Editor's Comment

UK exit: Potential impact on Africa

MR CAMERON (left) won concessions from the EU – but not enough to satisfy UK voters.

THE United Kingdom has left the European Union. This is a wake-up call for Africans who have to prepare to deal with the vote’s consequences on the continent’s development and welfare.
African countries should use the UK’s leaving the European Union to also re-examine their investment strategies and start taking charge of their industrial and agricultural development agendas with a view to lessening dependence on donor help.
We know that the European Union aid is more effective than support programmes from individual states. One large donor has the potential to deliver large-scale aid more efficiently than 27 smaller supporters.
Sub-Saharan Africa is the biggest recipient of European Union aid at 29 percent with Europe, Asia, Latin America and North Africa getting 20 percent, 18 percent, six percent and six percent, respectively, according to the European confederation of relief and development non-governmental organisation, Concord.
There is no doubt that Africa played an important role when Britain joined the EU. If we look at how Britain joined the EU in the early 70s, it also meant that Commonwealth Africa automatically joined the EU-Africa relations club, but this is no consolation to how London is going to treat Anglophone African and other poor African countries.
The British ascension agreement included a lot of provisions about Commonwealth African countries who were able to get EU preferential trading schemes and other benefits.
Trade relations between the EU and Africa are defined by the Cotonou Agreement of 2000, as well as a series of economic partnership agreements between the EU and regional economic blocs like the Economic Community of West African States, the East African Community or the Common Market for Eastern and Southern Africa.
The agreements outline bilateral privileges for the exchange of goods and services.
UK’s exit will no doubt fundamentally change contractual trade agreements between Europe and Africa, although we expect the British government to proceed pragmatically and uphold existing contracts within the framework of the Cotonou Agreement.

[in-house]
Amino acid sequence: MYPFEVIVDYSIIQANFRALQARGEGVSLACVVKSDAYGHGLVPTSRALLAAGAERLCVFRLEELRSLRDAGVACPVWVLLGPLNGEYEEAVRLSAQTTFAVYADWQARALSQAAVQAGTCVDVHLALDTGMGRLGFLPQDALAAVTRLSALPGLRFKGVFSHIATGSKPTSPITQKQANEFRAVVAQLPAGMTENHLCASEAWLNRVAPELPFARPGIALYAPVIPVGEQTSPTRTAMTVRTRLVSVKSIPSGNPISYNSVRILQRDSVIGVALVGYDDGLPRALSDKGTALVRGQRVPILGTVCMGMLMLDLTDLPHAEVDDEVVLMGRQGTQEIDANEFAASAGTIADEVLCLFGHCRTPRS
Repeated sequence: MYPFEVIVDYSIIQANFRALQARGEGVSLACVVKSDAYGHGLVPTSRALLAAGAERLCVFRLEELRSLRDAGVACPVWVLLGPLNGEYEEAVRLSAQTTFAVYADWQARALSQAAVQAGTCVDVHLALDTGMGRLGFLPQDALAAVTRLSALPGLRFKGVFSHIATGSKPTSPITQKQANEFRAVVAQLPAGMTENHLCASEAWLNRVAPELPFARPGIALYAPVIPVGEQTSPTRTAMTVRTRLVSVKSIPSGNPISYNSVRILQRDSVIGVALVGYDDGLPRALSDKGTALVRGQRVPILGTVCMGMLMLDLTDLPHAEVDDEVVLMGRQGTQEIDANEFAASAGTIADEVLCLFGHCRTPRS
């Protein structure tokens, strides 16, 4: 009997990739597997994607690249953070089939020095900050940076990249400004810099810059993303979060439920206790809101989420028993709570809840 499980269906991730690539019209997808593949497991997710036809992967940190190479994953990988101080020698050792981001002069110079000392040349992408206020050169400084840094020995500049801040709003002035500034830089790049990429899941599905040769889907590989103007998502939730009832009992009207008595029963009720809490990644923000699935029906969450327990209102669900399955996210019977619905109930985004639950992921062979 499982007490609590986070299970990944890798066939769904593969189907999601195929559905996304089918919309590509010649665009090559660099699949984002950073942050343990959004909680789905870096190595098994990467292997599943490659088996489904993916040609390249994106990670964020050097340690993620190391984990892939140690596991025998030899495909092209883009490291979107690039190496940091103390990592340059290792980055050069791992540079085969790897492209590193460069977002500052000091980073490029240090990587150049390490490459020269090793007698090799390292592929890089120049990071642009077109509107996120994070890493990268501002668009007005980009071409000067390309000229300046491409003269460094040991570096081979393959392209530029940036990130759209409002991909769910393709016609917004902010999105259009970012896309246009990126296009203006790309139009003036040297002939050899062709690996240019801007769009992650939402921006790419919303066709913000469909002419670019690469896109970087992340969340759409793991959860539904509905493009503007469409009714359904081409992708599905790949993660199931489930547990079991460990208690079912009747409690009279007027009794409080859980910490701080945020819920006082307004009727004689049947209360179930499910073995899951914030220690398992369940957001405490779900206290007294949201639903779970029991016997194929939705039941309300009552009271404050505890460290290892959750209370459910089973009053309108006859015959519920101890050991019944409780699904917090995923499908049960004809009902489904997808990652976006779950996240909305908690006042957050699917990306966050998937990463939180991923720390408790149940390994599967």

The EU, including Britain, is Africa’s most important donor in the area of development aid due to its colonial past.
With the UK leaving the EU, we foresee London restructuring its developmental cooperation policy and in the process, the austerity measures that London might introduce, particularly in relation to immigration, will have a telling ripple effect on the sub-Saharan African region.
Because of the colonial past, Zambians and other Anglophone African countries have always viewed the UK as a preferred destination of choice for quality education and advanced research.
The UK was also one of the most consistent development aid donors within the European Union. The country was also one of the biggest financial supporters to the economic bloc as evidenced by London’s £13 billion contribution to the EU budget in 2015.
With UK’s departure from the world’s largest economic bloc with a combined gross domestic product of US$18.640 trillion, according to 2014 figures, Africa should be wary of dangers of more stringent trade quotas that could be ignited by internal anti-foreign sentiments.
Immigration, which is one of the major reasons that prompted the UK to quit, the 27-member EU, should act as a canary in the coal mine for sub-Saharan Africa. On June 7, 2016, Reuters televised an EU Parliament session at which African countries have been told “to cut migration or lose aid”.
The EU is proposing making development aid and trade ties with Africa and other poor countries conditional on their cooperation in curbing migration into Europe. They will suspend development aid to countries that fail to stop their citizens from “escaping” to Europe and reward those governments which comply.
The issue of immigrants is partly what has compelled the United Kingdom to vote to leave the European Union and as this is seemingly a timely warning, Europe may now be compelled to introduce measures that will adversely affect Africans.
As an emerging continent, time is now for Africa to be pro-active and look within for solutions which lie in integration. For too long, Africa has been the-grass-that-suffers when two elephants fight.

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